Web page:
By the Editor – mid 20th century arrangements begin to creek up the pressures of 21st century realities. Do countries lose their legitimacy consequent of their actions? Should this be reflected in the court of international opinion – the UN. The author highlights how some have worked round process to deliver more truthful appreciations. But is it time to bite the bullet regarding reform of UN processes (especially the UNSC) or, imperfect as it might be, is it about as good as it gets?
Venezuela – a name that conjures up thoughts of “it’s complicated”, Hugo Chávez and Nicolás Maduro… Does it also strike you as the nation that produced a lasting and seemingly so simple innovation for diplomacy and ’speaking truth to power’ from one of its own (that no-one else had managed to enact in, at that point, over 40 years of United Nations activity)? It will now…
As subscribers of The Naval Review meet together, in the convivial environment of the Wardroom Bar and Thursday Jaw, perhaps we can therefore learn something from Diego Arria, Venezuela’s former Permanent Representative to the United Nations (1991–1993) and President of the Security Council in March 1992. I don’t know him personally but note that this is a man who confronted national leaders such as Chávez and even Chile’s President Pinochet, not with weapons but with words, personal courage and a persistence to confront those situations in which diplomats cannot and should not simply give up and walk away. Engaging and still feisty in his 80s now, you can see the man for yourself rather than read what i happen to think:
When he found himself as one of the 15 national representatives that make up the United Nations Security Council, he was shocked by ‘the rules of the game’ – i.e. the rigid format of Council meetings, the power of the veto (from just five countries), let alone the ability (impunity?) for members to say “we didn’t know” at points in history when turning the proverbial ‘Nelsonian eye’ had huge implications for beleaguered peoples. At the time, he felt he was hearing stories/perspectives that others on the Council were simply missing. So he found a way.
I fully subscribe to his principle that just as “in Caracas, we could often sort an issue out over a coffee”, we too need to spend more time in environments where ‘procedure’ isn’t allowed to take precedence over the search for honesty, plain speaking, transparency, inclusiveness, legitimacy and indeed the very effectiveness of a group that should represent us all in furthering international peace and security. Realising that he was not allowed to bring an eyewitness to the Council chamber itself (an individual with important perspectives on events in Bosnia and Herzegovina at the time), Diego Arria simply called fellow Council members for an informal gathering in the coffee lounge of the UN building. And they came. Since that day, there have been another 168 ‘Arria Formula’ meetings, and hence no excuse for Council members to avoid hearing what non-Council representatives and other hoped-for experts have to say as ’the truth’ is sought.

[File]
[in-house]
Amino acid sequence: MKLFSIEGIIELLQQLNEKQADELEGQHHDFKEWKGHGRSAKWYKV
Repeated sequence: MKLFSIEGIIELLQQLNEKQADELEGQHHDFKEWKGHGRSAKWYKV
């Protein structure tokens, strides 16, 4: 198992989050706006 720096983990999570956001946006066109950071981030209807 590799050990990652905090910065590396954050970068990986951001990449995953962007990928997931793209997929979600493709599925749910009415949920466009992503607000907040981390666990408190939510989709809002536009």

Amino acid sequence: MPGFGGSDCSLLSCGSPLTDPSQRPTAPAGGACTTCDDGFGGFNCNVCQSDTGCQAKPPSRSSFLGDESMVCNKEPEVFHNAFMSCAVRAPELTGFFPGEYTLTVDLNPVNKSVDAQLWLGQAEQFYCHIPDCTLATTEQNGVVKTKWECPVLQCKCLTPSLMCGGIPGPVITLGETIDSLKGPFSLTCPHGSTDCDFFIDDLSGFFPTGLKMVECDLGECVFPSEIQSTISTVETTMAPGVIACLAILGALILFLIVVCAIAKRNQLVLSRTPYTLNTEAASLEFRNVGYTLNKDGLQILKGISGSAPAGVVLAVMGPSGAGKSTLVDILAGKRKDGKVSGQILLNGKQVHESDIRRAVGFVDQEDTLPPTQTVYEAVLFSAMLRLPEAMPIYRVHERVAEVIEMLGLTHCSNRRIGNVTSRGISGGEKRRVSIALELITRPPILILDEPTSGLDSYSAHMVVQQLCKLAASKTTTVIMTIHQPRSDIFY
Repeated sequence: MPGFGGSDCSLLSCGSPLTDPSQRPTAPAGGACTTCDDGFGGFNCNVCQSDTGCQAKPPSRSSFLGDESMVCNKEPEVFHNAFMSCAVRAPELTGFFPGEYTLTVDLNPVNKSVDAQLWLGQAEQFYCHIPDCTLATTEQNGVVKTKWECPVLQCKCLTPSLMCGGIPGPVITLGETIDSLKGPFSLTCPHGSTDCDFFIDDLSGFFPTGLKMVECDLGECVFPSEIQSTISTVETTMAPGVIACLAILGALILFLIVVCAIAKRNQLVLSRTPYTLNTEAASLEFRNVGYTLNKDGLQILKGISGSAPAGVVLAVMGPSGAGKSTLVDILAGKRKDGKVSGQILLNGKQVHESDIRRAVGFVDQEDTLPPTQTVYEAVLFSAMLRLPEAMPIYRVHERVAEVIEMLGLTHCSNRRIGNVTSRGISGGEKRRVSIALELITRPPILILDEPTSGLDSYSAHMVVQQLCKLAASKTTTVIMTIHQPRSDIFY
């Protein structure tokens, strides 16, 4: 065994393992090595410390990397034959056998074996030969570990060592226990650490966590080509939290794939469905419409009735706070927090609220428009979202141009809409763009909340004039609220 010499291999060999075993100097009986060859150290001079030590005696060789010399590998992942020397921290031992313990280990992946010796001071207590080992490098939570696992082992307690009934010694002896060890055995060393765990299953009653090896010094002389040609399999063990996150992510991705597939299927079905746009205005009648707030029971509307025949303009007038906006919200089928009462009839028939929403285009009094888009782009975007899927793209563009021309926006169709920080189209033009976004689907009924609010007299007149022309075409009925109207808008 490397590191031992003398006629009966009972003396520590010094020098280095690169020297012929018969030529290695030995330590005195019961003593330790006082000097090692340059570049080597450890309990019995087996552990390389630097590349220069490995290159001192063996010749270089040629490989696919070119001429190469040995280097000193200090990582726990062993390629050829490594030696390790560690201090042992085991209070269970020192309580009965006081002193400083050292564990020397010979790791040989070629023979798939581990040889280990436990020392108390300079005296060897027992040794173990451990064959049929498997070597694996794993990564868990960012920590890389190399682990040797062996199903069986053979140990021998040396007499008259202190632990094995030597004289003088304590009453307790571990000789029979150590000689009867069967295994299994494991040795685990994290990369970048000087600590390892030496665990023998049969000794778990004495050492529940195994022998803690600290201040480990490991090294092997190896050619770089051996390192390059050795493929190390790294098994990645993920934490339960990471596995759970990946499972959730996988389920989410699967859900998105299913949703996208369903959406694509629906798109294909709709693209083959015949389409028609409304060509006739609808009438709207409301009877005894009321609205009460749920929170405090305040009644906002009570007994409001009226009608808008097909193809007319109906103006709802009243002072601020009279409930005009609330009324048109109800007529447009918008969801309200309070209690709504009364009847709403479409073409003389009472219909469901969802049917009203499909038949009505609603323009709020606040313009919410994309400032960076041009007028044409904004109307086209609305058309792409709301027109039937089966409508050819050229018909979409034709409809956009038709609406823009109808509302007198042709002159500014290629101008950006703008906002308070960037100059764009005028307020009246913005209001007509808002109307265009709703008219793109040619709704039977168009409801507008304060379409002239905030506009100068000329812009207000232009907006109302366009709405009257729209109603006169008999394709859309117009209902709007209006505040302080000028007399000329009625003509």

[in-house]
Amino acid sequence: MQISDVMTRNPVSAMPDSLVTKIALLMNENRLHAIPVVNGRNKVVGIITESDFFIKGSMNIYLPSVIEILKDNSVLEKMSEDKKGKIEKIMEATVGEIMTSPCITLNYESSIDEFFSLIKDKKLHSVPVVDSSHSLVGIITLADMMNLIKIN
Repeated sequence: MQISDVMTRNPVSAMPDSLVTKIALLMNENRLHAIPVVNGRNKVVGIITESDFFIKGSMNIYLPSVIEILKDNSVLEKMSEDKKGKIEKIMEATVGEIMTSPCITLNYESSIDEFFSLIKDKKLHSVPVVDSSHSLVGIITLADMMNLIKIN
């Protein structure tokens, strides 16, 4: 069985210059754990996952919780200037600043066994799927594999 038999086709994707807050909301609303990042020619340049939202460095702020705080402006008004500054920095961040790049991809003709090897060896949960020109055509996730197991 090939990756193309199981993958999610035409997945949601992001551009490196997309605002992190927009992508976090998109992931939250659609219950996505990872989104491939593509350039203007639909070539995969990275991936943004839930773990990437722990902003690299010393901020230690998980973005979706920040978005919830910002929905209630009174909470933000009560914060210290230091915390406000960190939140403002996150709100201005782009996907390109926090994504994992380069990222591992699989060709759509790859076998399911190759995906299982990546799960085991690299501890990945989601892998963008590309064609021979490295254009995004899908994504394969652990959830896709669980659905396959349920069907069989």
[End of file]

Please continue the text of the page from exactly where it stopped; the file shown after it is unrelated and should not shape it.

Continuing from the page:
Look at the latest message on Twitter from the UK Mission to the United Nations on the 24th of March, after 140 nations voted in favour of a Resolution that is designed to send a clear signal that the international community demands that Moscow immediately halts its hostilities in Ukraine so that, at the very least, the humanitarian situation can be addressed:
And examine your thoughts as you consider the list of countries that abstained from this General Assembly vote (and yet don’t immediately jump to too many damning conclusions on this – these issues have more to them than should be interpreted from the unexplained results of any one vote). I certainly hope that someone ‘drinks coffee’ with the representatives of South Africa and India (as but two examples). I also hope such conversation does not just need to be diplomat-to-diplomat – serving military and retired military, and our nations think-tanks and universities, also might have a role. Sharing perspectives may not change the price of fish today but it might make it easier to chat in ten years’ time, in different circumstances, when we are in different roles, but have made the effort to develop international and cross-government relationships over years.
Diego Arria found a way to get diplomats to listen, to hear, to be subjected to more versions of ’the truth’ and thereafter to explain their decisions to the world. The current Ukraine crisis has yet again put a microscope on the workings of the United Nations Security Council (and surely all of us wish it to retain some utility; the alternatives offer nothing). Russia’s power in that forum still exists but, surely, has lost much of its legitimacy (indeed morality), at least for the moment. We could therefore be at a pivotal moment in terms of Security Council reform because it is hard to see how a Russian representative on the Council can both sign up to the Charter, with its determination to end ‘the scourge of war’, and yet see what his armed forces are doing at the behest of Vladimir Putin.
Russia’s Vasily Nebenzya must feel incredibly awkward as he hears the words spoken by fellow representatives. Perhaps he has rhino skin, but I just do not believe every Russian representative there in New York will be blind to ‘the truth’. Until UN reform arrives, the Arria Formula will live on, and any of us who feels ‘there is something to say, something you must hear’, should continue to learn how to make coffee and invite opinions beyond our own. To listen, and then pass judgement. That’s why an individual who does not stem from the Naval Service can hope you even read these words and ask yourself: “What can I do to further conversation rather than violent confrontation?”
AVM (rtd) MICHAEL HARWOOD